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Bringing Dreams to Life: Maker Movement Goes Global

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Children have great imaginations. School often squelches rather than nurtures dreams. What if we asked every child what their dream was--and then helped them bring it to life?

MyMachine, a 10-year-old nonprofit in Belgium, helps bring dreams to life by recruiting college design students and high school prototypers to help bring to life the dreams of elementary students.

Tom recently visited the founders of MyMachine and asked about the origin story and how they've scaled up to help over half a million students worldwide gain creativity, entrepreneurship, and agency.

In this podcast, the founders mention a few favorite machines: one that fights boredom, one that provides compliments machine; a turning bunk bed, an elaborate homework delivery machine, and a Belgium fries shooting machine. Some are serious while others are silly--it's about the process, the journey and learning.

At a recent event at a science museum, Technopolis sponsored by Agoria Flanders, advocates for the tech ecosystem, MyMachine showcases student machines.

At the event Tom talked about the #FutureofWork and why design skills, like those promoted by MyMachine, are so important.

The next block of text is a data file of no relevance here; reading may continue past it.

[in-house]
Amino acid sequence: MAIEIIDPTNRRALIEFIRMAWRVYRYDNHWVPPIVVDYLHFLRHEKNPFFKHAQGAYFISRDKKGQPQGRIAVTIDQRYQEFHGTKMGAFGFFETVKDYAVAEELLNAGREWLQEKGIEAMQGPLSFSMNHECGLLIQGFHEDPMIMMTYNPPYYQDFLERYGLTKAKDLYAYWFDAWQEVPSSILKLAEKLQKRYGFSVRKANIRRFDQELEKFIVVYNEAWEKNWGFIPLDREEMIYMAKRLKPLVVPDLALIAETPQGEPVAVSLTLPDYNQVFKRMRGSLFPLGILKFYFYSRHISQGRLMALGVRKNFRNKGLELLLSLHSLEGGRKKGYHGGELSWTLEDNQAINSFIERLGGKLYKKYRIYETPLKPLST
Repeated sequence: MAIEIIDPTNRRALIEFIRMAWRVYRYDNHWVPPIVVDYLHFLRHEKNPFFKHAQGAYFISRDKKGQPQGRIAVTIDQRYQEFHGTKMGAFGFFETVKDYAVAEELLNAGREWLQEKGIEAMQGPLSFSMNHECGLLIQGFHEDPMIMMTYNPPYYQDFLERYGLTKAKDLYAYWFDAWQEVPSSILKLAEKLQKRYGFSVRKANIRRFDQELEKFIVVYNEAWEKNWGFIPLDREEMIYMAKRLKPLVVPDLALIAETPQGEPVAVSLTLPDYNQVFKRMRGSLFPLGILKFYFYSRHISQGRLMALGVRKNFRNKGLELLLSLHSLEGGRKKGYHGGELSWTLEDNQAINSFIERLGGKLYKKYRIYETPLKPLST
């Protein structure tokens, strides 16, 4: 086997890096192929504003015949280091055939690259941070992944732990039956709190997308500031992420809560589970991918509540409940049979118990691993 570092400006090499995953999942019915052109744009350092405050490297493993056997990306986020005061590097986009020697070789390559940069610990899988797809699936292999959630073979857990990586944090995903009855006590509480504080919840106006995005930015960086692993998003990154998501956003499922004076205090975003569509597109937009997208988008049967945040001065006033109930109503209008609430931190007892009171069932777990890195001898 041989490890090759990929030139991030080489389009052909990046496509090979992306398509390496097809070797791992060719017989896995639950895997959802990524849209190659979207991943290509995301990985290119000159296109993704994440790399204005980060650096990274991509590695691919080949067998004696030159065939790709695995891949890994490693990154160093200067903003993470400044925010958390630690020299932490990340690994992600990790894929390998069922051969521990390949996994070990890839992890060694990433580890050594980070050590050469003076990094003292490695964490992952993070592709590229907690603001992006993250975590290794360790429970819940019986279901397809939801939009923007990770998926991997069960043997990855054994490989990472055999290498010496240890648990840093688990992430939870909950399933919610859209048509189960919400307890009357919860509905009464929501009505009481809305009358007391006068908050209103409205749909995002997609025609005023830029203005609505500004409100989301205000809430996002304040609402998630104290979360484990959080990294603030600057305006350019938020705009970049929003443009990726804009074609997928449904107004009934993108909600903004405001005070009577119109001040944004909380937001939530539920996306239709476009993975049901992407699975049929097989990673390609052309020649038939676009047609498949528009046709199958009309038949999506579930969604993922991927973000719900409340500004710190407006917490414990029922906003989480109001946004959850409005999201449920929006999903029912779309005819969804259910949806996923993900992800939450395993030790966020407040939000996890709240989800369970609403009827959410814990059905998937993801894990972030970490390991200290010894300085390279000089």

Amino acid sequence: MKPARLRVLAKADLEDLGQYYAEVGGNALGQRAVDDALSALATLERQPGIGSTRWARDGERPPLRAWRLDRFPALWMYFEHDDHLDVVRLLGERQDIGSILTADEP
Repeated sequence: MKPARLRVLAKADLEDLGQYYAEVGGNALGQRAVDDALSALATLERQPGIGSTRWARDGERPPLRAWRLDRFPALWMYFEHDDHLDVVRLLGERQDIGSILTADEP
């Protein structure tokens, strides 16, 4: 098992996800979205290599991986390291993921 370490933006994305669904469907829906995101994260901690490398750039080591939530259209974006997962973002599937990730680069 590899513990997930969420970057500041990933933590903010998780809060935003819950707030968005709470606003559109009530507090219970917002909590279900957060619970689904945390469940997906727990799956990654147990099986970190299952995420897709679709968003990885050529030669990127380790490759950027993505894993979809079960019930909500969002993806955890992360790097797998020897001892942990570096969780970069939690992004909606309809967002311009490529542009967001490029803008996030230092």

Key Takeaways from the Podcast:

[:14] About today's podcast and guest.
[1:20] The MyMachine founders introduce themselves.
[1:44] Co-founder Jan describes the location of MyMachine.
[3:21] Do the co-founders feel that the education system is not keeping up with the thriving economy in Europe?
[4:25] Filip tells the story of the origin of MyMachine.
[6:30] When did Piet hear about this idea and come to think about it as an organization?
[8:25] What is the prompt MyMachine gives to elementary students in the classroom?
[9:30] Some of the answers from elementary students and the values and agency it builds for them.
[12:10] One of the MyMachine answers that stood out most for Jan.
[13:50] One of Filip's favorite MyMachine ideas.
[15:33] Why are three groups of students (elementary, secondary, and higher ed) involved in the MyMachine process?
[18:13] The skill benefits that the students gain from MyMachine.
[21:07] What benefits do Jan's corporate and philanthropic partners see in the program? Why do they support MyMachine?
[23:11] What does success look like to the founders? How will the world be better 5-10 years from now with the growth and success of MyMachine?
[25:10] Does Jan see MyMachine making schools better and different in the future?
[26:48] Filip's thoughts on what success looks like a few years from now.

For more, see:

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The photo above was taken by Tom Vander Ark

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